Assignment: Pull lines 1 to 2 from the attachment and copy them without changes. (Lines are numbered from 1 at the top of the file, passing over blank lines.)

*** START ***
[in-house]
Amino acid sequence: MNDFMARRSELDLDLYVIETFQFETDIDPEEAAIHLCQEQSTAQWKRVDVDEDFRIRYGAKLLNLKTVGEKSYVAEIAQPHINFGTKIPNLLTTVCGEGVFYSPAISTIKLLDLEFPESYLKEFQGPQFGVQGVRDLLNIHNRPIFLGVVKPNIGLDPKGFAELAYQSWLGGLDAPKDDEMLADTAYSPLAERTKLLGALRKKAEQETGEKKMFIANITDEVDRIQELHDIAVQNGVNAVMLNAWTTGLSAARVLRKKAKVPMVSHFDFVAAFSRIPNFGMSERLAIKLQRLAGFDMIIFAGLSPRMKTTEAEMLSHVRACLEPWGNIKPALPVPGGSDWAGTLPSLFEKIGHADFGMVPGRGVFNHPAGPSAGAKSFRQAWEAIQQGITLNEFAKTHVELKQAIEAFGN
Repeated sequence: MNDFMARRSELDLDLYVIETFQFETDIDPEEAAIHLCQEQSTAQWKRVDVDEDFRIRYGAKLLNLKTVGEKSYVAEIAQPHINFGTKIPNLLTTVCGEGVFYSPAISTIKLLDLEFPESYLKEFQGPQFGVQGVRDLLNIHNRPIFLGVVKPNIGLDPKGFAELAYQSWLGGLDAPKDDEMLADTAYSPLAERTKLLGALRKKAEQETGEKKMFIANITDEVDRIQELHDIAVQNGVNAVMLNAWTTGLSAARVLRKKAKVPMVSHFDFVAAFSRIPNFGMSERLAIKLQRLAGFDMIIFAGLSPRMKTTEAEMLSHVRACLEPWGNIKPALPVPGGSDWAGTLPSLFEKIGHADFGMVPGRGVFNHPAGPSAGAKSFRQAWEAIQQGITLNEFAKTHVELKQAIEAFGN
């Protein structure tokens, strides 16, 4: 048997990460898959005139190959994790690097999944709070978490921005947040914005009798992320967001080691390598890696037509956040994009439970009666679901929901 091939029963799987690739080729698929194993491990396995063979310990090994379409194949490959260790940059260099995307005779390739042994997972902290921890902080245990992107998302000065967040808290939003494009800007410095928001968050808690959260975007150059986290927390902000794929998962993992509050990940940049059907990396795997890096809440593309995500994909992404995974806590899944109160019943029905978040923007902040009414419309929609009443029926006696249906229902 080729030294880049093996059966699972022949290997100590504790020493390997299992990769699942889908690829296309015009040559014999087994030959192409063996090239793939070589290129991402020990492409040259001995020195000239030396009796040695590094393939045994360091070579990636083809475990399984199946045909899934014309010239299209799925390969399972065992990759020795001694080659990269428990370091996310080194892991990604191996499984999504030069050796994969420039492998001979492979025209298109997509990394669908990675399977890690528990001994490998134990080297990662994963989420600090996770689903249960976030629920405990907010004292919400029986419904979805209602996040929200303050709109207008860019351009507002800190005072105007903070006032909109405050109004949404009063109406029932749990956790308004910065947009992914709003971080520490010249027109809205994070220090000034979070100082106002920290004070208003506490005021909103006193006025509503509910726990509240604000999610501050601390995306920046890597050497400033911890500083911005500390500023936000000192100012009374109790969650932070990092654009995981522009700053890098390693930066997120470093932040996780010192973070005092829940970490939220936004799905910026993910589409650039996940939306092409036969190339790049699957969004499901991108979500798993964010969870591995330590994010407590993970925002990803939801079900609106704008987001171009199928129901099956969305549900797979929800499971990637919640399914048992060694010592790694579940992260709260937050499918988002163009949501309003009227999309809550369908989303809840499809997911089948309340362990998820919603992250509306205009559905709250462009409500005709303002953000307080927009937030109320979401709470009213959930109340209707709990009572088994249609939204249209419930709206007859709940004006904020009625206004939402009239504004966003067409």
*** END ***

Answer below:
[in-house]
Amino acid sequence: MNDFMARRSELDLDLYVIETFQFETDIDPEEAAIHLCQEQSTAQWKRVDVDEDFRIRYGAKLLNLKTVGEKSYVAEIAQPHINFGTKIPNLLTTVCGEGVFYSPAISTIKLLDLEFPESYLKEFQGPQFGVQGVRDLLNIHNRPIFLGVVKPNIGLDPKGFAELAYQSWLGGLDAPKDDEMLADTAYSPLAERTKLLGALRKKAEQETGEKKMFIANITDEVDRIQELHDIAVQNGVNAVMLNAWTTGLSAARVLRKKAKVPMVSHFDFVAAFSRIPNFGMSERLAIKLQRLAGFDMIIFAGLSPRMKTTEAEMLSHVRACLEPWGNIKPALPVPGGSDWAGTLPSLFEKIGHADFGMVPGRGVFNHPAGPSAGAKSFRQAWEAIQQGITLNEFAKTHVELKQAIEAFGN